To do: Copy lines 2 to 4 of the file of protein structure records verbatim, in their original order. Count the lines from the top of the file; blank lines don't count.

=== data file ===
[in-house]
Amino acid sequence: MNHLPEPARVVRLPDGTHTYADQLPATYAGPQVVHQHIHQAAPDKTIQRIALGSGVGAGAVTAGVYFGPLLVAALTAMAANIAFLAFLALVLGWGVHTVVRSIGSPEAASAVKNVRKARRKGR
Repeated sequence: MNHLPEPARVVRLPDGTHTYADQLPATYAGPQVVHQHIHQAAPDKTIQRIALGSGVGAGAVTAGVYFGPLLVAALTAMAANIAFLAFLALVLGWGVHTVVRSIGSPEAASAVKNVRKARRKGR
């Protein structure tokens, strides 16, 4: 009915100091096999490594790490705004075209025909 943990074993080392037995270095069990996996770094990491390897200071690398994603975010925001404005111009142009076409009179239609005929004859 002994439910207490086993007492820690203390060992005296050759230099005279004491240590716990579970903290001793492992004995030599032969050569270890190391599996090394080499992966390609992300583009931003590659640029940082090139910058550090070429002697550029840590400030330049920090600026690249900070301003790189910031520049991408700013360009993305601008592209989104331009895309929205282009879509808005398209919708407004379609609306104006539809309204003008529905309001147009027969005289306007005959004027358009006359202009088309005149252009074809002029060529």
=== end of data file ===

Amino acid sequence: MNHLPEPARVVRLPDGTHTYADQLPATYAGPQVVHQHIHQAAPDKTIQRIALGSGVGAGAVTAGVYFGPLLVAALTAMAANIAFLAFLALVLGWGVHTVVRSIGSPEAASAVKNVRKARRKGR
Repeated sequence: MNHLPEPARVVRLPDGTHTYADQLPATYAGPQVVHQHIHQAAPDKTIQRIALGSGVGAGAVTAGVYFGPLLVAALTAMAANIAFLAFLALVLGWGVHTVVRSIGSPEAASAVKNVRKARRKGR
């Protein structure tokens, strides 16, 4: 009915100091096999490594790490705004075209025909 943990074993080392037995270095069990996996770094990491390897200071690398994603975010925001404005111009142009076409009179239609005929004859 002994439910207490086993007492820690203390060992005296050759230099005279004491240590716990579970903290001793492992004995030599032969050569270890190391599996090394080499992966390609992300583009931003590659640029940082090139910058550090070429002697550029840590400030330049920090600026690249900070301003790189910031520049991408700013360009993305601008592209989104331009895309929205282009879509808005398209919708407004379609609306104006539809309204003008529905309001147009027969005289306007005959004027358009006359202009088309005149252009074809002029060529």